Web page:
CABLE Types & Selection


Use wise, the
selection of cable can be divided into two categories as follows
1)    
Power
cables
2)    
Signal
cables

POWER
CABLES
The power cables main characteristics
required for selection can be listed as
1)    
High
current carrying capacity
2)    
High
line voltages (24 to 220 V dc and 230 V, 415 V to about voltages in kV for ac.)
3)    
Normally,
low and fixed operating frequency like 50 Hz or 400 Hz. The conductors are
copper and aluminum. Aluminum cables are used in house wiring for saving cost.
However due to low ductility while bending, it develops cracks and hence it is
not a preferred material. Aluminum bus bars are used as conductors inside
panels.
The three main parameters for
selection are
    1)    
Line
voltage
    2)    
Line
current
    3)    
Line
drop from source to equipment
According to Indian standards for
voltage less than 415 V ac, the insulation rating of the cable is 1.1 kV.
Beyond this, the test voltage is 2 *rated voltage + 1.0 kV.
The manufacturer
specifies the maximum current capacity of the cable and this depends upon number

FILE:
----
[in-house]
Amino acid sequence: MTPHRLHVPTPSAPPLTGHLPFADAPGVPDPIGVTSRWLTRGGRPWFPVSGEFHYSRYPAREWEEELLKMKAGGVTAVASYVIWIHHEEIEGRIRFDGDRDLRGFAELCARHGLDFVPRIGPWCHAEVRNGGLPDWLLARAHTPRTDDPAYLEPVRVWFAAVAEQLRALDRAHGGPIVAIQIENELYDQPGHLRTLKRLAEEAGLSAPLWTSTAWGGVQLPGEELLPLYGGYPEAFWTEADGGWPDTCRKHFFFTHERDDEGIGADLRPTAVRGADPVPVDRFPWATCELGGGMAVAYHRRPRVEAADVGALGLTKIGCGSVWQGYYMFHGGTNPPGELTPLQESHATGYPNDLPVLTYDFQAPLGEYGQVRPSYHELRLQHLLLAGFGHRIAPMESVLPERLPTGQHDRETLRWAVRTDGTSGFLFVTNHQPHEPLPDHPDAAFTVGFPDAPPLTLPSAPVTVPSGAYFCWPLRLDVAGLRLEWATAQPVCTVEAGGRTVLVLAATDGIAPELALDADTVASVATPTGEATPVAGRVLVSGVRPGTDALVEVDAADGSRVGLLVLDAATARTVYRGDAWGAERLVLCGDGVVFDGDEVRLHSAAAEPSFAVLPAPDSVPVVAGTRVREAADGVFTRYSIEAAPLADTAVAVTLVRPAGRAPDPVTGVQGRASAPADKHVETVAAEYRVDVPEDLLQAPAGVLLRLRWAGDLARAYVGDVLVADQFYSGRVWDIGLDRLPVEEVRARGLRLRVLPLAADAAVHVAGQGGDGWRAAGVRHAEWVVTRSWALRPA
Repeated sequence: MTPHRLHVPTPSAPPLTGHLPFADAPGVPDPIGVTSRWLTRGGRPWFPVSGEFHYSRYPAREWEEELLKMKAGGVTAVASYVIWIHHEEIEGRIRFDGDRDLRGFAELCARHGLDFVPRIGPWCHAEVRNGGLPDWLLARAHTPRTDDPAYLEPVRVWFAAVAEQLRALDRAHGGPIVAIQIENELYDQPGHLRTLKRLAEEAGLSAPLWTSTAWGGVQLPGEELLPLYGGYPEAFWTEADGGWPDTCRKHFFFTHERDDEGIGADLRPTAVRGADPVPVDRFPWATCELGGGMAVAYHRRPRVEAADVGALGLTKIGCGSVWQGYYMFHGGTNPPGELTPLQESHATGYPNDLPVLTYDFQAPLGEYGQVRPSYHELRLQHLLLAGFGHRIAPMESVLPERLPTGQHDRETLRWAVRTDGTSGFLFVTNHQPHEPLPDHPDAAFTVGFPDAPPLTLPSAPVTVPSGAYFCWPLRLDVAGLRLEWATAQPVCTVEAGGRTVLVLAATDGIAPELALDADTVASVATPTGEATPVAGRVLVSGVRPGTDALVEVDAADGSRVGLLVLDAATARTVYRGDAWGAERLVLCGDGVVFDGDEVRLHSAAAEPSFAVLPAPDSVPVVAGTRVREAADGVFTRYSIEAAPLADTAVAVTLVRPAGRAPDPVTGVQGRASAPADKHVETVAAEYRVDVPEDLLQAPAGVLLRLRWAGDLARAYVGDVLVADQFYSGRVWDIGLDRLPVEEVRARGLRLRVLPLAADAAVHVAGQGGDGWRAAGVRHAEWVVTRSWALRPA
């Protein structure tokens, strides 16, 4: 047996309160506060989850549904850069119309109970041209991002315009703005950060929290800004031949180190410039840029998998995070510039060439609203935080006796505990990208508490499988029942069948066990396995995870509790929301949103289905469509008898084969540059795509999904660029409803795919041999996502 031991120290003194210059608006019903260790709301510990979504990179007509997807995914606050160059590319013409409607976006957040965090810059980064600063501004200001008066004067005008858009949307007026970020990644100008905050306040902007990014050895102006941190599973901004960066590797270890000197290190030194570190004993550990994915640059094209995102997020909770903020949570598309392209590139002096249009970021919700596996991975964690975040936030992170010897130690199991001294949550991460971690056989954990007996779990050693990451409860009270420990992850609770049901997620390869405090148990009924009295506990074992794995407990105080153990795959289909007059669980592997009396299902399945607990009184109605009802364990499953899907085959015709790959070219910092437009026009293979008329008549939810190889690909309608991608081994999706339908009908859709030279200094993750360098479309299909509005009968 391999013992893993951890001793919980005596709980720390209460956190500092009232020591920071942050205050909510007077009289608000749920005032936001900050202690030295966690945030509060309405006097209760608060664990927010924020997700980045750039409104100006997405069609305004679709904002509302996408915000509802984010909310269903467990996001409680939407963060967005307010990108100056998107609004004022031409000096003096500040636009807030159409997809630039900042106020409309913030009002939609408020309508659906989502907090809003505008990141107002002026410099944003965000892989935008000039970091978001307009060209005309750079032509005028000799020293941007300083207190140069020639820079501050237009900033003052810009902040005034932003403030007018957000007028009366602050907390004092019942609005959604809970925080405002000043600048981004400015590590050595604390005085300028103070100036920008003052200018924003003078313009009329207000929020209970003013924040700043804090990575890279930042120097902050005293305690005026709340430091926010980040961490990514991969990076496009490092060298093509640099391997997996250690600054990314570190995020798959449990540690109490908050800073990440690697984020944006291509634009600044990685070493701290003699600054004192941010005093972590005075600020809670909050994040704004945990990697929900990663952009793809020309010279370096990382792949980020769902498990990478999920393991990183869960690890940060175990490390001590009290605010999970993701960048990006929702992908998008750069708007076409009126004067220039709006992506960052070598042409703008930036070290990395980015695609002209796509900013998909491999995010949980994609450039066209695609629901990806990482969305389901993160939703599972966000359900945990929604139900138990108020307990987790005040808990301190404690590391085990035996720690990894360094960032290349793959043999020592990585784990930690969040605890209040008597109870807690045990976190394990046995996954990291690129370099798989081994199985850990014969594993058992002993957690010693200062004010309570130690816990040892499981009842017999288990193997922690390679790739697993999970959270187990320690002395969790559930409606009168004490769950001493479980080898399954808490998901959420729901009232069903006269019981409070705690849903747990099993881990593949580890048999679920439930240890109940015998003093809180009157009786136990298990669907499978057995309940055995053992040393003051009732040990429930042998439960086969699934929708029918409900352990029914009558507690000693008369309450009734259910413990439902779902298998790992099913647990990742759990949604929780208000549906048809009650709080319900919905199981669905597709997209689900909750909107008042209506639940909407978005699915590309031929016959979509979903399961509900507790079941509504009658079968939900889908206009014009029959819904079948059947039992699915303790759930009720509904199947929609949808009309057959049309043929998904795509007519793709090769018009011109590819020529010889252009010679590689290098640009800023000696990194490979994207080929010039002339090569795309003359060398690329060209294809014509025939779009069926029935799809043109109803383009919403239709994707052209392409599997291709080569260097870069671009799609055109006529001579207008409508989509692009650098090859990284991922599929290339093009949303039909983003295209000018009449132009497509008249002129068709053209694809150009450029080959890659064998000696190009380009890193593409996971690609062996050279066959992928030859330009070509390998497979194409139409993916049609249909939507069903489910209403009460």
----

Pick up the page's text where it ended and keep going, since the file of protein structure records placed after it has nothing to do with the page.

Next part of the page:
of cores, insulation used, type of cooling (the cables used in air have less
rating than when used underground). This rating is much less than its fusing
current. When the conductor cross-section of the cables is the same, multi
strand cable rating is higher than single core cable. This is due to skin
effect in single strand cable. Normally the cables current are much below this
rating because of the voltage drop consideration across the line and these form
the main consideration in its selection. For example, the drop expected between
the neutral cable used in single-phase supply, and the power ground wire should
not exceed about 3 Volts. While supplying three phase 415 V ac, 50 Hz supply
the cable used is three and half. Half specifies that the ground cable size
used has half the cross section that of phase. The manufacturer specifies the
resistance/ km for the cable. The power cables sometimes are armored for
protecting it from mechanical damage and gives added strength to the wire.
The termination of
these cables is normally on bus bars through lugs crimped on the cable and lug
is fixed on bus bar by nut bolt. The colors of wires are red, yellow, blue and